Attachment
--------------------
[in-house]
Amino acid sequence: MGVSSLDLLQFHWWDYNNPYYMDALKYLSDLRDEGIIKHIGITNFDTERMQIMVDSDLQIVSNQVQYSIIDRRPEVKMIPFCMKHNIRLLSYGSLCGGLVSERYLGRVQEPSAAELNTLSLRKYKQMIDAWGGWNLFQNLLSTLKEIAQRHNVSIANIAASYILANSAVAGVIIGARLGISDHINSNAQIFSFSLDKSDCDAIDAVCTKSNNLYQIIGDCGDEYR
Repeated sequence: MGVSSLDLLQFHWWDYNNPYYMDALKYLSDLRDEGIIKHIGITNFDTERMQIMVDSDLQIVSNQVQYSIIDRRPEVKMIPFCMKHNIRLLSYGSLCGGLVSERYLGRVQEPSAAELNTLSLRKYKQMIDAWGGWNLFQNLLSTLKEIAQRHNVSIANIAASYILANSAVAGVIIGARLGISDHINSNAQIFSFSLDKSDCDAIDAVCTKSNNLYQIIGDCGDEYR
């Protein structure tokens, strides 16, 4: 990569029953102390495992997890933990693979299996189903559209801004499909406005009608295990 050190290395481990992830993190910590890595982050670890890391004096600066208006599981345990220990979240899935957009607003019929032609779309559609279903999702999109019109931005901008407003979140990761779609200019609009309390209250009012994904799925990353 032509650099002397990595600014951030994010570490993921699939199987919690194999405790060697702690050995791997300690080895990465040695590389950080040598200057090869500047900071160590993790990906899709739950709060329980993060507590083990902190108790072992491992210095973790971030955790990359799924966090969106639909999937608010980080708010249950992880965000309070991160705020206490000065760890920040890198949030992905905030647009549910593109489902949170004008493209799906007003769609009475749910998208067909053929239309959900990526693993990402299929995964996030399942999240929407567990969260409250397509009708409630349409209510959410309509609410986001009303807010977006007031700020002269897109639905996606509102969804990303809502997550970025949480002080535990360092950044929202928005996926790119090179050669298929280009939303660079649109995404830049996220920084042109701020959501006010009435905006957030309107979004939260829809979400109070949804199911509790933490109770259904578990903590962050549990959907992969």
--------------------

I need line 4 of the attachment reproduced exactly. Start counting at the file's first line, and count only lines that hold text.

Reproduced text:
């Protein structure tokens, strides 16, 4: 990569029953102390495992997890933990693979299996189903559209801004499909406005009608295990 050190290395481990992830993190910590890595982050670890890391004096600066208006599981345990220990979240899935957009607003019929032609779309559609279903999702999109019109931005901008407003979140990761779609200019609009309390209250009012994904799925990353 032509650099002397990595600014951030994010570490993921699939199987919690194999405790060697702690050995791997300690080895990465040695590389950080040598200057090869500047900071160590993790990906899709739950709060329980993060507590083990902190108790072992491992210095973790971030955790990359799924966090969106639909999937608010980080708010249950992880965000309070991160705020206490000065760890920040890198949030992905905030647009549910593109489902949170004008493209799906007003769609009475749910998208067909053929239309959900990526693993990402299929995964996030399942999240929407567990969260409250397509009708409630349409209510959410309509609410986001009303807010977006007031700020002269897109639905996606509102969804990303809502997550970025949480002080535990360092950044929202928005996926790119090179050669298929280009939303660079649109995404830049996220920084042109701020959501006010009435905006957030309107979004939260829809979400109070949804199911509790933490109770259904578990903590962050549990959907992969």